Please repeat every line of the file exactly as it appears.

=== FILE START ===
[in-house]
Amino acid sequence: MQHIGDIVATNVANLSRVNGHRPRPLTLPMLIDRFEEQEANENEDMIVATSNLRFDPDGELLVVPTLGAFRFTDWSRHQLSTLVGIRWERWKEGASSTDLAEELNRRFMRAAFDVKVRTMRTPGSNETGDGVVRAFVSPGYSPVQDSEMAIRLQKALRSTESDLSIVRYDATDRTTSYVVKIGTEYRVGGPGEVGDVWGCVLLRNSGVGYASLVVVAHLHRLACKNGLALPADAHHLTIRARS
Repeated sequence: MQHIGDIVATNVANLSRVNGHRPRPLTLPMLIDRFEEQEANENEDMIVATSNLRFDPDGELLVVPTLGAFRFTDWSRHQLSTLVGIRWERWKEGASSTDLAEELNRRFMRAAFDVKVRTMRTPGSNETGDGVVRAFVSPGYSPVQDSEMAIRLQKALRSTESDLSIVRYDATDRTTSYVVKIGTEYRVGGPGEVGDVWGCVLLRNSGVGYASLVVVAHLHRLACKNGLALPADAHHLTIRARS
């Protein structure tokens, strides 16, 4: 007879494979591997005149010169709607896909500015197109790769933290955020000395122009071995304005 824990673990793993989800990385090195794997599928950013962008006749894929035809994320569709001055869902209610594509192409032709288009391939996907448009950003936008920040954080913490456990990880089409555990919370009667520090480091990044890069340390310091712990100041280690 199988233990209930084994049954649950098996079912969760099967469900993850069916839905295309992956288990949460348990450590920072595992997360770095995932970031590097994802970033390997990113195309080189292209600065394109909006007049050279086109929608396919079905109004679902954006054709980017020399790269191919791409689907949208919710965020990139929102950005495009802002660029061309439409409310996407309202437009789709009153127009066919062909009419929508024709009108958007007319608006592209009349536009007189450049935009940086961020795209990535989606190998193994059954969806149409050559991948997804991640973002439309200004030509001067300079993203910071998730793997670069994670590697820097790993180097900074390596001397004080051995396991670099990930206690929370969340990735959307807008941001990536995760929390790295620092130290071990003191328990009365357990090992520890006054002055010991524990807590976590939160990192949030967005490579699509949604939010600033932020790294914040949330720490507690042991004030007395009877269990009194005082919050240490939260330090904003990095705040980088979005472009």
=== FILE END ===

[in-house]
Amino acid sequence: MQHIGDIVATNVANLSRVNGHRPRPLTLPMLIDRFEEQEANENEDMIVATSNLRFDPDGELLVVPTLGAFRFTDWSRHQLSTLVGIRWERWKEGASSTDLAEELNRRFMRAAFDVKVRTMRTPGSNETGDGVVRAFVSPGYSPVQDSEMAIRLQKALRSTESDLSIVRYDATDRTTSYVVKIGTEYRVGGPGEVGDVWGCVLLRNSGVGYASLVVVAHLHRLACKNGLALPADAHHLTIRARS
Repeated sequence: MQHIGDIVATNVANLSRVNGHRPRPLTLPMLIDRFEEQEANENEDMIVATSNLRFDPDGELLVVPTLGAFRFTDWSRHQLSTLVGIRWERWKEGASSTDLAEELNRRFMRAAFDVKVRTMRTPGSNETGDGVVRAFVSPGYSPVQDSEMAIRLQKALRSTESDLSIVRYDATDRTTSYVVKIGTEYRVGGPGEVGDVWGCVLLRNSGVGYASLVVVAHLHRLACKNGLALPADAHHLTIRARS
């Protein structure tokens, strides 16, 4: 007879494979591997005149010169709607896909500015197109790769933290955020000395122009071995304005 824990673990793993989800990385090195794997599928950013962008006749894929035809994320569709001055869902209610594509192409032709288009391939996907448009950003936008920040954080913490456990990880089409555990919370009667520090480091990044890069340390310091712990100041280690 199988233990209930084994049954649950098996079912969760099967469900993850069916839905295309992956288990949460348990450590920072595992997360770095995932970031590097994802970033390997990113195309080189292209600065394109909006007049050279086109929608396919079905109004679902954006054709980017020399790269191919791409689907949208919710965020990139929102950005495009802002660029061309439409409310996407309202437009789709009153127009066919062909009419929508024709009108958007007319608006592209009349536009007189450049935009940086961020795209990535989606190998193994059954969806149409050559991948997804991640973002439309200004030509001067300079993203910071998730793997670069994670590697820097790993180097900074390596001397004080051995396991670099990930206690929370969340990735959307807008941001990536995760929390790295620092130290071990003191328990009365357990090992520890006054002055010991524990807590976590939160990192949030967005490579699509949604939010600033932020790294914040949330720490507690042991004030007395009877269990009194005082919050240490939260330090904003990095705040980088979005472009």